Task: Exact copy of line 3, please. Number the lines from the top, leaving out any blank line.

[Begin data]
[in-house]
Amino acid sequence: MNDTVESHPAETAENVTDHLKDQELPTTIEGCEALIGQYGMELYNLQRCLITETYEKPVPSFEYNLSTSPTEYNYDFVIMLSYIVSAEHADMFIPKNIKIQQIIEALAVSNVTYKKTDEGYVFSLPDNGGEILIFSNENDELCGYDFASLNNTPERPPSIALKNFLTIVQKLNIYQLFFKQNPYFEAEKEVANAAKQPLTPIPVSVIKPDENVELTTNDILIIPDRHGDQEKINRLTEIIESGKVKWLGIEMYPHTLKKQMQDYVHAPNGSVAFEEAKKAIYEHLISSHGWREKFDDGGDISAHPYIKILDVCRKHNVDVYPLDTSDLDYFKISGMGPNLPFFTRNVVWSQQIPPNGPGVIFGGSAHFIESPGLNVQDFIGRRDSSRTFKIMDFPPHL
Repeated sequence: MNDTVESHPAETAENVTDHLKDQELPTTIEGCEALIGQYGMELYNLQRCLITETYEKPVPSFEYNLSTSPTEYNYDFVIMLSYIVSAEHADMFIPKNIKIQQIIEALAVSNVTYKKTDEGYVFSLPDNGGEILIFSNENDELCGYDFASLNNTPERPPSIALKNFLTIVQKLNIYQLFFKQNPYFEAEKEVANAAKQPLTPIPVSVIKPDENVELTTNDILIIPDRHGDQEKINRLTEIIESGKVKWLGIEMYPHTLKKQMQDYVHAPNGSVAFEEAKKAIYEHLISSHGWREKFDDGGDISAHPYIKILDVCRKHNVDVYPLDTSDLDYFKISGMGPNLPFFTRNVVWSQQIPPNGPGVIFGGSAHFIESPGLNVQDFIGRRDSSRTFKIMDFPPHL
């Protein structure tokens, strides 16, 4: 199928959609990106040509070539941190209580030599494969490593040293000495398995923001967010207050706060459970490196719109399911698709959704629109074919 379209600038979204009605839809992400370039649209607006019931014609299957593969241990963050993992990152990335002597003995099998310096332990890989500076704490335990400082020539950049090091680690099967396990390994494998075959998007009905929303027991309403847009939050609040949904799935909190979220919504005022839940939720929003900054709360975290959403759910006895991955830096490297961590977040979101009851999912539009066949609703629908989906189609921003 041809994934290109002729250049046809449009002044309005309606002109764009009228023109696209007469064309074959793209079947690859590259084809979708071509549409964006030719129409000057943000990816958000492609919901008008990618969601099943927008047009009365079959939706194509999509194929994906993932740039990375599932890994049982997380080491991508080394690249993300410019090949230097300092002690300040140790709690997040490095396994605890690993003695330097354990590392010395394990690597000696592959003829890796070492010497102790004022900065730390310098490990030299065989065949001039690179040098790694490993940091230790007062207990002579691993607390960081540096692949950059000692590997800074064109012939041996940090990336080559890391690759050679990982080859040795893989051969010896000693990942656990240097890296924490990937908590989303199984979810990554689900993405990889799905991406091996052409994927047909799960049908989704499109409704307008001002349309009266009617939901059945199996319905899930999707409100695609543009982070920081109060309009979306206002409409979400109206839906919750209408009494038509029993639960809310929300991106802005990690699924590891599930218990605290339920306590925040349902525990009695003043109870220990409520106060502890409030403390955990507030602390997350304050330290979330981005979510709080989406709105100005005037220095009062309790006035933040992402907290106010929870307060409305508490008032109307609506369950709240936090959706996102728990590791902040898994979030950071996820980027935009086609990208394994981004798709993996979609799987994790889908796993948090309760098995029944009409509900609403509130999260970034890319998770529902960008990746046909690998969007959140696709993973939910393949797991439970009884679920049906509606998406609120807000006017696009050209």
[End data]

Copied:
Repeated sequence: MNDTVESHPAETAENVTDHLKDQELPTTIEGCEALIGQYGMELYNLQRCLITETYEKPVPSFEYNLSTSPTEYNYDFVIMLSYIVSAEHADMFIPKNIKIQQIIEALAVSNVTYKKTDEGYVFSLPDNGGEILIFSNENDELCGYDFASLNNTPERPPSIALKNFLTIVQKLNIYQLFFKQNPYFEAEKEVANAAKQPLTPIPVSVIKPDENVELTTNDILIIPDRHGDQEKINRLTEIIESGKVKWLGIEMYPHTLKKQMQDYVHAPNGSVAFEEAKKAIYEHLISSHGWREKFDDGGDISAHPYIKILDVCRKHNVDVYPLDTSDLDYFKISGMGPNLPFFTRNVVWSQQIPPNGPGVIFGGSAHFIESPGLNVQDFIGRRDSSRTFKIMDFPPHL